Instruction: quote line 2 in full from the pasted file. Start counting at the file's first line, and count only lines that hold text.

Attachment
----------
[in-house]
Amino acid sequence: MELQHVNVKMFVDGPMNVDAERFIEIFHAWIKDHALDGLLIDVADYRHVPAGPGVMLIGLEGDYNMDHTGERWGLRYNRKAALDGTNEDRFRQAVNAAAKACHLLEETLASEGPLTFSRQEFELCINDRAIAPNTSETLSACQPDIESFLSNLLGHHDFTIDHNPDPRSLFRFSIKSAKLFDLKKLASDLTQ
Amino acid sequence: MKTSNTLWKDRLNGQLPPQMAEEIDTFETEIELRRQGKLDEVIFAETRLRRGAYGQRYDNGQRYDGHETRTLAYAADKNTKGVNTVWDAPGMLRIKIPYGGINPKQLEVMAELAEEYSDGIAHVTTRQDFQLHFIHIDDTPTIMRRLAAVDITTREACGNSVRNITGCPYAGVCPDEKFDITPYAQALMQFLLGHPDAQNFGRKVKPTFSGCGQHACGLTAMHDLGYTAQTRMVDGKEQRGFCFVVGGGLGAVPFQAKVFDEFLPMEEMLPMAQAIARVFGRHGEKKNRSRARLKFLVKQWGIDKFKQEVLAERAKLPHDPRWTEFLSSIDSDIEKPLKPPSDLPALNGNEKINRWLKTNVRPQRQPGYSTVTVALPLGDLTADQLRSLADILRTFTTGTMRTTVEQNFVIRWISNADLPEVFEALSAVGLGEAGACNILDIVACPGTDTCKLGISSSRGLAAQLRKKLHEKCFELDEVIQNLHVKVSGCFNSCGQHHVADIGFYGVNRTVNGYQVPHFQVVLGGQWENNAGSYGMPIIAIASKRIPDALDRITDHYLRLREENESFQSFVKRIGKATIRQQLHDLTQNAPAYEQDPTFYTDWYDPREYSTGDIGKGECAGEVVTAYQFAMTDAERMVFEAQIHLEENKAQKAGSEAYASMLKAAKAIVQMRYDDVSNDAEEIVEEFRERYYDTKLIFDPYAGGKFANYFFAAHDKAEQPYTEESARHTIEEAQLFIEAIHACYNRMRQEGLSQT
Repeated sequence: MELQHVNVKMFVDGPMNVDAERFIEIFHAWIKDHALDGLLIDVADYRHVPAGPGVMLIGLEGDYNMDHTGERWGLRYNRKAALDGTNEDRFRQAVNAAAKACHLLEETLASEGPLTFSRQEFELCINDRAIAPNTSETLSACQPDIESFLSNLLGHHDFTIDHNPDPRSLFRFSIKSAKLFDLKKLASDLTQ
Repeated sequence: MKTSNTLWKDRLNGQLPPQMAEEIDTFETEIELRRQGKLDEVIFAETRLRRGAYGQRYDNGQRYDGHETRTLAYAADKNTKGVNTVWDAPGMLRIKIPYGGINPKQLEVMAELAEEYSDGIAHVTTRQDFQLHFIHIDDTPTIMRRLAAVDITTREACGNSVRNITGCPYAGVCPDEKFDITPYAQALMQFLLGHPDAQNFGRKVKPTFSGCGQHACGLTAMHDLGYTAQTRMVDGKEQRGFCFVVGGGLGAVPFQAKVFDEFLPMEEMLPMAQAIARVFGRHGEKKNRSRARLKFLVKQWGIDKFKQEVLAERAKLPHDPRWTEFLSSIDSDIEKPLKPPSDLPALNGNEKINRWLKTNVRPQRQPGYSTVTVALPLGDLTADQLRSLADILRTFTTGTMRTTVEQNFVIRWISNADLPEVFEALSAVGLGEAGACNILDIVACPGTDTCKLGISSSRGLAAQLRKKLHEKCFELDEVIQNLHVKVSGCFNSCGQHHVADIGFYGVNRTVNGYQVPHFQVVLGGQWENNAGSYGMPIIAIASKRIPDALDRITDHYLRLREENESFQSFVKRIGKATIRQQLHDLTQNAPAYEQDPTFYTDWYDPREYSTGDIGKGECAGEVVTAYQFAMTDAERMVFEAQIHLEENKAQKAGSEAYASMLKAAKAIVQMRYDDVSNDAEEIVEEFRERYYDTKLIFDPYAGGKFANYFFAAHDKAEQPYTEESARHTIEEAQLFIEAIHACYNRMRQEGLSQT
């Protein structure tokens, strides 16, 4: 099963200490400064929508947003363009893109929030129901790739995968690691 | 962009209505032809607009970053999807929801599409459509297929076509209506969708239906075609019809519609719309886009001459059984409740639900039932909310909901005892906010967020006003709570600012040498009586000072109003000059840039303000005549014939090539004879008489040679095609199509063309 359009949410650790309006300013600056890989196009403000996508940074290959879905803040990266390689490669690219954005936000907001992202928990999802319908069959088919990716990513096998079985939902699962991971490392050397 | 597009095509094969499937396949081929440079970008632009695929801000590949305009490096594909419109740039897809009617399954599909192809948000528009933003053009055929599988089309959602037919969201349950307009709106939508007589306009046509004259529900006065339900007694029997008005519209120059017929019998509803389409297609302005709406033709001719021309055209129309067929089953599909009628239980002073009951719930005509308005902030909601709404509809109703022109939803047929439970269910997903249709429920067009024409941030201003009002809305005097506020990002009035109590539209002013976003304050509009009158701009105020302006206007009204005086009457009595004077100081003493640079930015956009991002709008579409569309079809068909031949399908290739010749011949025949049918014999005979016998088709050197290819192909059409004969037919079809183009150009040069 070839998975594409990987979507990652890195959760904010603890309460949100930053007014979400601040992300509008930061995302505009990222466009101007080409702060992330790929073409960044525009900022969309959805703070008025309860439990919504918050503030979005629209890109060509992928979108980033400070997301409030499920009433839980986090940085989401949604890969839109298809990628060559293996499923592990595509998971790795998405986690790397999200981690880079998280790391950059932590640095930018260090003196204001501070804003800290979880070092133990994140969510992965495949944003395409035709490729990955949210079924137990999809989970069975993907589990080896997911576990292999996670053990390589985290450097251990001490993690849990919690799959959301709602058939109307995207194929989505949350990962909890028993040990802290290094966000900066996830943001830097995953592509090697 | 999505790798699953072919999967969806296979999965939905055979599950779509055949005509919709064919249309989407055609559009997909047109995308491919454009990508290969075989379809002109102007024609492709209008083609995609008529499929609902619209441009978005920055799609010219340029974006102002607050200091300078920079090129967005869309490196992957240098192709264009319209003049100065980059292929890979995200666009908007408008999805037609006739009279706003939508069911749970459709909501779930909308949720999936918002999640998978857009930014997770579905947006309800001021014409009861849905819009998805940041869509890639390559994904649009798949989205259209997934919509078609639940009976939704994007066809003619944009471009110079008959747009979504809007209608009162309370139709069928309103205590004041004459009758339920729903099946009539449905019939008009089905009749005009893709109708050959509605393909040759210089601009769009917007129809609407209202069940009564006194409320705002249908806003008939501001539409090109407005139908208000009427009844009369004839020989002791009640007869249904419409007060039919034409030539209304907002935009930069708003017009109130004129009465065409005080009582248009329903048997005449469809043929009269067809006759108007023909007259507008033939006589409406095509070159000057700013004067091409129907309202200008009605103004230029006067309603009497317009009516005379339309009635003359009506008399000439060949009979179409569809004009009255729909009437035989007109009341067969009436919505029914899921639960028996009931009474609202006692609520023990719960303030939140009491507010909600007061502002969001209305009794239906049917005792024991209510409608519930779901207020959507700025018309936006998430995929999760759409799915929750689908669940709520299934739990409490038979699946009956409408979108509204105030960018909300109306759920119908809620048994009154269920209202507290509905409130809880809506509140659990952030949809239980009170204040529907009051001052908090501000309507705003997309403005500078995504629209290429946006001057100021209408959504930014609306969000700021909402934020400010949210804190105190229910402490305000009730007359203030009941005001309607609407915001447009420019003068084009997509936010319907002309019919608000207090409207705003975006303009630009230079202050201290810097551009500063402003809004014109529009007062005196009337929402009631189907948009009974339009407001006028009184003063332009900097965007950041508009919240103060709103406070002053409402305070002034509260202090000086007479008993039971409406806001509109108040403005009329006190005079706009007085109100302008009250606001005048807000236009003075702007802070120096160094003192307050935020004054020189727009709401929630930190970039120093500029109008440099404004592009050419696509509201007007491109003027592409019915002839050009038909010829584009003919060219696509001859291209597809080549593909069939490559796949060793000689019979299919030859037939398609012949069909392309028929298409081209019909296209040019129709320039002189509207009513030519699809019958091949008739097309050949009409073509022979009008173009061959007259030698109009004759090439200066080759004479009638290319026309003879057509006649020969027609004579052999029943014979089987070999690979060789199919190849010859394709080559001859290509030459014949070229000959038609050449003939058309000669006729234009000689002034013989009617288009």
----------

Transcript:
Amino acid sequence: MELQHVNVKMFVDGPMNVDAERFIEIFHAWIKDHALDGLLIDVADYRHVPAGPGVMLIGLEGDYNMDHTGERWGLRYNRKAALDGTNEDRFRQAVNAAAKACHLLEETLASEGPLTFSRQEFELCINDRAIAPNTSETLSACQPDIESFLSNLLGHHDFTIDHNPDPRSLFRFSIKSAKLFDLKKLASDLTQ